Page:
Installed the card. Boot up - No screen. Just before I ripped my hair out and threw my computer out a window.. I noticed the fan on the card was going all out, but the hard drive was making a bit of an odd cycling sound. I unplugged my CD drives and started again. The cycling sound stopped, but still no screen. Call it a hunch on a last ditch effort, I unplugged the fan on the card. Boot up - Screen comes on... Ripped the new 500w power supply out, put in my old one, that I assumed was not good enough because it says 300w and came out of some junk computer when my original one burned up. Power On - Screen On. Plugged the fan on the card back in. Power On - Screen On. With some light use, I noticed the hard drive was a tad loud again, not cycling like before, but maybe like it was struggling on the low power. I went and found an old Compaq I had laying around, pulled the 500w power supply out of it, installed, and it's running fine. No funny sounds, everything seems nice and cool. Ran Skyrim for about 20min, looked good. My old GC couldn't handle that game very well. Note: I did try the ATI 5450 again (Which I see sucks, on that list posted.), it continued to not work. So I had two problems, I guess.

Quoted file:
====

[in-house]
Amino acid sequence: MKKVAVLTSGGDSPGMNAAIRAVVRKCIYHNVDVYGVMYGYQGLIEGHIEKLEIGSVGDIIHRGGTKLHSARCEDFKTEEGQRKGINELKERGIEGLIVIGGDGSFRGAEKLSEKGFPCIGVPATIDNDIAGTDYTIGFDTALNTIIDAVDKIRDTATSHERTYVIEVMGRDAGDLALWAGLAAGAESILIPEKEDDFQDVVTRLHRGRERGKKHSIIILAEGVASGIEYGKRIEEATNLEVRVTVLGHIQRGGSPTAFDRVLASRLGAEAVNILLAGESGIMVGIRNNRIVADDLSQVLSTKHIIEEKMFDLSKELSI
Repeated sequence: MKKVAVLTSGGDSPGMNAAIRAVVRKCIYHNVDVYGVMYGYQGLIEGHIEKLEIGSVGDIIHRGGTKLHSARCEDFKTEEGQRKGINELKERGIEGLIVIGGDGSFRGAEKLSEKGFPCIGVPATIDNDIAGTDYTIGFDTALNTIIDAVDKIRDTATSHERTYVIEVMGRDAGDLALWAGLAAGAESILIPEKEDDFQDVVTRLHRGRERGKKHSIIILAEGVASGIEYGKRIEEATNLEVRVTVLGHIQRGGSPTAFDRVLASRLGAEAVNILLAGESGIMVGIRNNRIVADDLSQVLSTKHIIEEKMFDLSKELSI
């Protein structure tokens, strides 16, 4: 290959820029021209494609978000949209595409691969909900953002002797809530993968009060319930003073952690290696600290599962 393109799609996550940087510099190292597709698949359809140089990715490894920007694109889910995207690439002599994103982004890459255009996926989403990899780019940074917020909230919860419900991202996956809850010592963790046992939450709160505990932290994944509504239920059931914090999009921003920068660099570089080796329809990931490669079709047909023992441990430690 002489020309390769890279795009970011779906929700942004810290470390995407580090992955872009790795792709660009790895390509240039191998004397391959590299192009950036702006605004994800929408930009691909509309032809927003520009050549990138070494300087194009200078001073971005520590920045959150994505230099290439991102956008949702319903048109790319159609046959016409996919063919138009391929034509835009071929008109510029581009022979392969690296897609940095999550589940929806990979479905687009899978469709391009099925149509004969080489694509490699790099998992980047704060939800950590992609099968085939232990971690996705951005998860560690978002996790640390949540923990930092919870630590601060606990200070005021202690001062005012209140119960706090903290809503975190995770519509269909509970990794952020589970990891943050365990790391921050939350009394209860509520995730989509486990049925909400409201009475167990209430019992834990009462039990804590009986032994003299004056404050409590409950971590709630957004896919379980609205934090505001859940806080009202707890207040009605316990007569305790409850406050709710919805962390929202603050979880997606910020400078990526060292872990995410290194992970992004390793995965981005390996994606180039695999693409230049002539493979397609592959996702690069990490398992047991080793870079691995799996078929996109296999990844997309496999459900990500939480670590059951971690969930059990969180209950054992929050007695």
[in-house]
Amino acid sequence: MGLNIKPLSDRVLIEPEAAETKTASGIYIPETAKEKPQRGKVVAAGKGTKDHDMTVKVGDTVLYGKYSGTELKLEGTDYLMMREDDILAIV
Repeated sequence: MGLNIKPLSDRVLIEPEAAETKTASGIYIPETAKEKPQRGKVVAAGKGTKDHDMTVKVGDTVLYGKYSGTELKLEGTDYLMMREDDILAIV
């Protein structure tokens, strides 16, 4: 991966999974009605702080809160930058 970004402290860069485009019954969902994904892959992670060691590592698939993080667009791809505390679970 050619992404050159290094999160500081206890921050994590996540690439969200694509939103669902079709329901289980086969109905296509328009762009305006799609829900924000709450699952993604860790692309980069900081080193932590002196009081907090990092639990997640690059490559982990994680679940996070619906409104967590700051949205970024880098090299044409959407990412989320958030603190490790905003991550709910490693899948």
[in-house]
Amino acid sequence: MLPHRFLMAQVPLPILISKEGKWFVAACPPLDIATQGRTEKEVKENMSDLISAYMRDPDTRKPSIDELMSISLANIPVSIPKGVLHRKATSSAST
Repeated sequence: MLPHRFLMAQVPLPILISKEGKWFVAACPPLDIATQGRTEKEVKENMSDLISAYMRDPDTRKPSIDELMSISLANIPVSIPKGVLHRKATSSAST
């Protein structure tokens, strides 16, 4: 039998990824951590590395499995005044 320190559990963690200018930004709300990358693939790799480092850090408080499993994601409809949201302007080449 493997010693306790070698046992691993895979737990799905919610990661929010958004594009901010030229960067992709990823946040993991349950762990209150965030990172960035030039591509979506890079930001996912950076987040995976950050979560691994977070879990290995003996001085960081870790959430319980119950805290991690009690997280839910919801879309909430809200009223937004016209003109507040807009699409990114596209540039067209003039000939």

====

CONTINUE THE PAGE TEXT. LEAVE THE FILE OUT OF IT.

Don't really know what to say about the power supply that failed to work. It's sturdy construction, has a big but very quiet fan. I can list out the specs of the junk ones that worked and the new one that didn't if anyone is curious for whatever reason. I see that the amps are different, higher and lower in different places, but I really don't know what that means. As long as this continues to work though, I really don't care.